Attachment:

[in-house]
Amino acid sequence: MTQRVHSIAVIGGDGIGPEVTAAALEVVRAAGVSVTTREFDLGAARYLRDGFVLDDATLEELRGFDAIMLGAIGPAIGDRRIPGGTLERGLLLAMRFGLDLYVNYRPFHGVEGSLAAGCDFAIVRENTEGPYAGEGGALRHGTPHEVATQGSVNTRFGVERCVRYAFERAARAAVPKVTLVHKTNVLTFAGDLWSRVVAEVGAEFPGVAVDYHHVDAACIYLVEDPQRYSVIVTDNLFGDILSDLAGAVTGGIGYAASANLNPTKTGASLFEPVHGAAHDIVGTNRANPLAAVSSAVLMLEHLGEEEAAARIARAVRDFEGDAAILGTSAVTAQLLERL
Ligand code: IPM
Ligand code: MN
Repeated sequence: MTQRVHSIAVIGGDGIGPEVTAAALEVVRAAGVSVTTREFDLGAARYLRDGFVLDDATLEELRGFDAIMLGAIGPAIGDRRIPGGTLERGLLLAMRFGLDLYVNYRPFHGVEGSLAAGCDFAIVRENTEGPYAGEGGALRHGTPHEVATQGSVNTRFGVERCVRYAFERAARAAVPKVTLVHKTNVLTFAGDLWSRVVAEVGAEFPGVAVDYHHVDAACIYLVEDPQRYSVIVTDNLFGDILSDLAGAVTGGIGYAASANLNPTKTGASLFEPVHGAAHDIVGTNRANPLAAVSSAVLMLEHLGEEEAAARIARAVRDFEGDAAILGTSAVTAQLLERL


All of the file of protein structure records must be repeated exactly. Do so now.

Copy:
[in-house]
Amino acid sequence: MTQRVHSIAVIGGDGIGPEVTAAALEVVRAAGVSVTTREFDLGAARYLRDGFVLDDATLEELRGFDAIMLGAIGPAIGDRRIPGGTLERGLLLAMRFGLDLYVNYRPFHGVEGSLAAGCDFAIVRENTEGPYAGEGGALRHGTPHEVATQGSVNTRFGVERCVRYAFERAARAAVPKVTLVHKTNVLTFAGDLWSRVVAEVGAEFPGVAVDYHHVDAACIYLVEDPQRYSVIVTDNLFGDILSDLAGAVTGGIGYAASANLNPTKTGASLFEPVHGAAHDIVGTNRANPLAAVSSAVLMLEHLGEEEAAARIARAVRDFEGDAAILGTSAVTAQLLERL
Ligand code: IPM
Ligand code: MN
Repeated sequence: MTQRVHSIAVIGGDGIGPEVTAAALEVVRAAGVSVTTREFDLGAARYLRDGFVLDDATLEELRGFDAIMLGAIGPAIGDRRIPGGTLERGLLLAMRFGLDLYVNYRPFHGVEGSLAAGCDFAIVRENTEGPYAGEGGALRHGTPHEVATQGSVNTRFGVERCVRYAFERAARAAVPKVTLVHKTNVLTFAGDLWSRVVAEVGAEFPGVAVDYHHVDAACIYLVEDPQRYSVIVTDNLFGDILSDLAGAVTGGIGYAASANLNPTKTGASLFEPVHGAAHDIVGTNRANPLAAVSSAVLMLEHLGEEEAAARIARAVRDFEGDAAILGTSAVTAQLLERL